Academics, family researchers and even baseball history nuts have noticed recently how some important archives of older newspapers from around the world have vanished off the Web.
The problems have surfaced since PaperofRecord.com, a collection of more than 20 million newspaper pages of papers ranging from the Toronto Star to Mexican village periodicals to newspapers as far as Perth, Australia, merged into Google News Archive.
The problem, researchers discovered, was that Google has had trouble reformatting the newspaper images and gaining rights to display some of the older publications. It has, at least, temporarily removed some of the archives from public view.
There is an idealized view of the Web that sees it as a storehouse of human knowledge, and in the sense of the breadth of what I can find with a random Google search, this is true.
But for all its openness, the Web has proven to be a leaky vessel for historical preservation, with much of its treasure trove lost in a maze of altered Web pages, broken links and deleted sites.
The head of the British Library recently warned in The Observer newspaper that if this digital memory loss is not fixed, we are in danger of creating a black hole for future historians and writers.
Archives of The Sporting News, founded in 1886, and nicknamed the Bible of Baseball, is among the publications that has fallen victim in the transition of PaperofRecord.com to Google ownership. Some older Mexican newspapers are also offline, academics complain.
Preserving history on the Web is a struggle even for Google, whose stated mission is to organize the world's information and make it universally accessible and useful.
We're doing our best to find a solution to include as much of the acquired content as possible, a Google spokesman says of the newspaper archive transition.
But as more and more of our collective memory is hosted online, the danger grows that we lose the content and context of events that happened just days ago, let alone weeks, months or decades back.
Try retracing the links to old scandals or unflattering images on the Web, say to Enron or Parmalat or other fallen corporate names. Most of them are gone, despite the best efforts of sites like Wikipedia or Smoking Gun or the combined energies of the blogosphere to ferret out and preserve such history.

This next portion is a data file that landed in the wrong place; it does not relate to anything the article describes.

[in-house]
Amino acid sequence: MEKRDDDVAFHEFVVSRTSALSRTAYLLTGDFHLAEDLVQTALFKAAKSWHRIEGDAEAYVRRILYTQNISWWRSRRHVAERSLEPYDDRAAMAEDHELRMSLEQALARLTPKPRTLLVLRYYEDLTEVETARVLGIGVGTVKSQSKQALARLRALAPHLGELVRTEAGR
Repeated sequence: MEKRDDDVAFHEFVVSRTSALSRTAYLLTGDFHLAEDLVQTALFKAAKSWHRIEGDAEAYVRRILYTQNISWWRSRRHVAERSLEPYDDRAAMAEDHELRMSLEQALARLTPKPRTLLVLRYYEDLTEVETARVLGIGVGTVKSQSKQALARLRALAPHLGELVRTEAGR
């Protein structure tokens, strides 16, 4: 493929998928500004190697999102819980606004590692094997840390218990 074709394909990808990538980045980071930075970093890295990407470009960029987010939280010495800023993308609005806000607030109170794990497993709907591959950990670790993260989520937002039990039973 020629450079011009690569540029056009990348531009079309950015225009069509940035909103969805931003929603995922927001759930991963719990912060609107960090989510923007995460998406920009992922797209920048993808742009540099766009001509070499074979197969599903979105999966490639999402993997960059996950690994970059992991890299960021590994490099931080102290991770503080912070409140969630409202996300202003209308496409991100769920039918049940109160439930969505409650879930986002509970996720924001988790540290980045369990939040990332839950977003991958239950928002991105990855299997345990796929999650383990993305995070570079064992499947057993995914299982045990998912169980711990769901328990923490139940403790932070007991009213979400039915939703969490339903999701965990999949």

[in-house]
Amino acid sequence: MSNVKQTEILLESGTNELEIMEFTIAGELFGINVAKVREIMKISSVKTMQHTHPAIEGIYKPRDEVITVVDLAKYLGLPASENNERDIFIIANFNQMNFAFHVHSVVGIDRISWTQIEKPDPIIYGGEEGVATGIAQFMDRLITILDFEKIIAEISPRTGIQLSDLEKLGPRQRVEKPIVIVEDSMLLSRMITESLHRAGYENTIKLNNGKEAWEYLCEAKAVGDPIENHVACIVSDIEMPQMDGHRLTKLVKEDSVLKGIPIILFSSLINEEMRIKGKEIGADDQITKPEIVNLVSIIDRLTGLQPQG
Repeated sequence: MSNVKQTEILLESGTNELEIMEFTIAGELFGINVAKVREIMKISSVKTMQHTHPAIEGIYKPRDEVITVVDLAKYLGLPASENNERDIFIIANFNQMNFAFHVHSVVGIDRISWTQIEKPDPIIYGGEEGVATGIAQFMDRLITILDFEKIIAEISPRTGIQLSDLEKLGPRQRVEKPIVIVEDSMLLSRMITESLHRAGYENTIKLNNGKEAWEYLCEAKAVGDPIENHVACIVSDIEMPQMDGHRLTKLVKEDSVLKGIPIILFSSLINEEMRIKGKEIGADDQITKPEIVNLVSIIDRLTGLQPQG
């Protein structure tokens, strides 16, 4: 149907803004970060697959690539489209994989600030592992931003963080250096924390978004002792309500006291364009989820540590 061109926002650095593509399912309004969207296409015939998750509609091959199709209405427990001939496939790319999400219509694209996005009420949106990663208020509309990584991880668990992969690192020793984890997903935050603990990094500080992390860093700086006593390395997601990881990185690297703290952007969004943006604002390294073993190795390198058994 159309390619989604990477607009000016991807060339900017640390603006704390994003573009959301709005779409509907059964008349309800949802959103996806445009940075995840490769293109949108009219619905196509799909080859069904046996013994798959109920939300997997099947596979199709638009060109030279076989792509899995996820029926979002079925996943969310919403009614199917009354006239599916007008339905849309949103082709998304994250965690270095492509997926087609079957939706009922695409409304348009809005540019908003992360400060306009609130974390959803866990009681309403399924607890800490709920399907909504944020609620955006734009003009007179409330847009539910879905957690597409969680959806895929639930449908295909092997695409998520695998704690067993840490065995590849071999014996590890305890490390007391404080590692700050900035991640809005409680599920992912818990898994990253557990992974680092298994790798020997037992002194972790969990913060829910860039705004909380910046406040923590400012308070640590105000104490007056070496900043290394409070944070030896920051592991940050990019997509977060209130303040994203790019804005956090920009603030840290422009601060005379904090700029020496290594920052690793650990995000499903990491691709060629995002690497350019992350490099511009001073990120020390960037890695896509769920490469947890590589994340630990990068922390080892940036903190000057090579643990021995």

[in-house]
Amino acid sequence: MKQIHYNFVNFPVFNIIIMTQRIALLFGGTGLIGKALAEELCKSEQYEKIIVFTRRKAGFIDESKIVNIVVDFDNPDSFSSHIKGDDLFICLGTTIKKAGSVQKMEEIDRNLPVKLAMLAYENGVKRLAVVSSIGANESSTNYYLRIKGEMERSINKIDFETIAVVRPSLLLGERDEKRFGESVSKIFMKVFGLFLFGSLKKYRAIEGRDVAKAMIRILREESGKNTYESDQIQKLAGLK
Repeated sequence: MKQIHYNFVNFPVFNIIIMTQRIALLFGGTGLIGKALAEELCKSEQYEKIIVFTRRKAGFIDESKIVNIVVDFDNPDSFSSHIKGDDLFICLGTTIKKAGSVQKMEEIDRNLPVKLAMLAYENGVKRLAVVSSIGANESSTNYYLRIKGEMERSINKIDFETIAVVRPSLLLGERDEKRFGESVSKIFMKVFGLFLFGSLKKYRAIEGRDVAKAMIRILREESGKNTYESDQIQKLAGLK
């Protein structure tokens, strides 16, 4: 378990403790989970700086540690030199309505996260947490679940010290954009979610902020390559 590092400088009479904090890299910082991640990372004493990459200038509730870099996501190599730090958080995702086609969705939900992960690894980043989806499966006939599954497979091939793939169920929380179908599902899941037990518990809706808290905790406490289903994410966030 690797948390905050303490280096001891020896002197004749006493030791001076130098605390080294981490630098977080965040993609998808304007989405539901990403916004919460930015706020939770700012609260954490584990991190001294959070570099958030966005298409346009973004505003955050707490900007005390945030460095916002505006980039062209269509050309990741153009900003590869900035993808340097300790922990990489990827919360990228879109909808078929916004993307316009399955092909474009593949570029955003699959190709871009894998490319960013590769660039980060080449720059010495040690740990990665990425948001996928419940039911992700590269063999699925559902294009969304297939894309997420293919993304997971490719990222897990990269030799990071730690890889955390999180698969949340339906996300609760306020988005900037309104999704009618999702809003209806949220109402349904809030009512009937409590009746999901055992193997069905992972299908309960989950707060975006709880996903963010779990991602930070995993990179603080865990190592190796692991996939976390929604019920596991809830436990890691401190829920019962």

Where is the global sense of outrage that followed the looting of Iraq's National Museum as U.S. troops stood by in the turmoil following the ouster of Saddam Hussein in 2003? While hard to measure, I think it's a safe bet that the world suffers the loss of a museum full of artifacts every day by depending upon the Web to host our precious cultural memories.
That's not to neglect the enormous value of the Web as temporal medium for sharing information. The latest celebrated example of this is how independent analyst Alex Dalmady used financial data from the Stanford Group's own website to uncover the unlikely financial returns promised by the bank.
His Web detective work is the exception that proves the rule. It was all information hiding in plain site and Dalmady simply had the courage to say the emperor had no clothes.
One does not have to be a detective, or even a financial expert, to spot financial institutions that may prove insolvent, or worse, with the passage of time, Dalmady crowed in a report he wrote. As the saying goes, if it looks like a duck…
Examples like Dalmady's are, sadly, the exception.
The World Wide Web as it has evolved over the years has made it almost purpose-built for obscuring or deleting uncomfortable facts. That wasn't the intention of Web inventor Tim Berners-Lee, whose vision was that every address would point to a discreet page of data. Instead, Web designers have found it convenient to create dynamic Web addresses that may make it impossible to find information the next time you return to a site.
Even Dalmady's work in January is already hard to reproduce. The Stanford International Bank Ltd site informs visitors the company has been put into receivership and provides no links to its past business.
The recent privacy backlash by Facebook users began when the management of the world's most popular social networking site attempted to address the issue of who owns the history of conversations that occur between Facebook friends if one of the parties leaves the site.
Changes made last month to Facebook user guidelines implied that the company owned the rights to users' personal data, including message and photos, even after they shutdown their accounts. The company has since back-peddled and assured its 175 million members that, indeed, users control the data they create on the site.
Susan Feldman, an expert on Web search with research firm IDC in Framingham, Massachusetts, says the problem of the disappearing Web is very real and also partly a mirage. The limitations of current search technology that depend on users choosing the right keywords to find what they are looking for is part of the problem.
Help is on the way from improved search tools such as text analytics and concept clustering technology that will help users find more of the information they may think is lost on the Web.
But until the Web's important information archives are secured in modern libraries and improved search tools are widely available, the sense that we are losing our collective digital heritage will only grow.
Enjoy the Web's many benefits, while they are still on your screen. Keep copies of anything you want to remember, or risk losing it, perhaps as early as the next time you refresh your browser. We live in a time where the capacity to record and capture our lives has never been greater.
But using the Web to preserve those memories makes it more and more likely that future generations will consider the early years of the Web to be lost decades.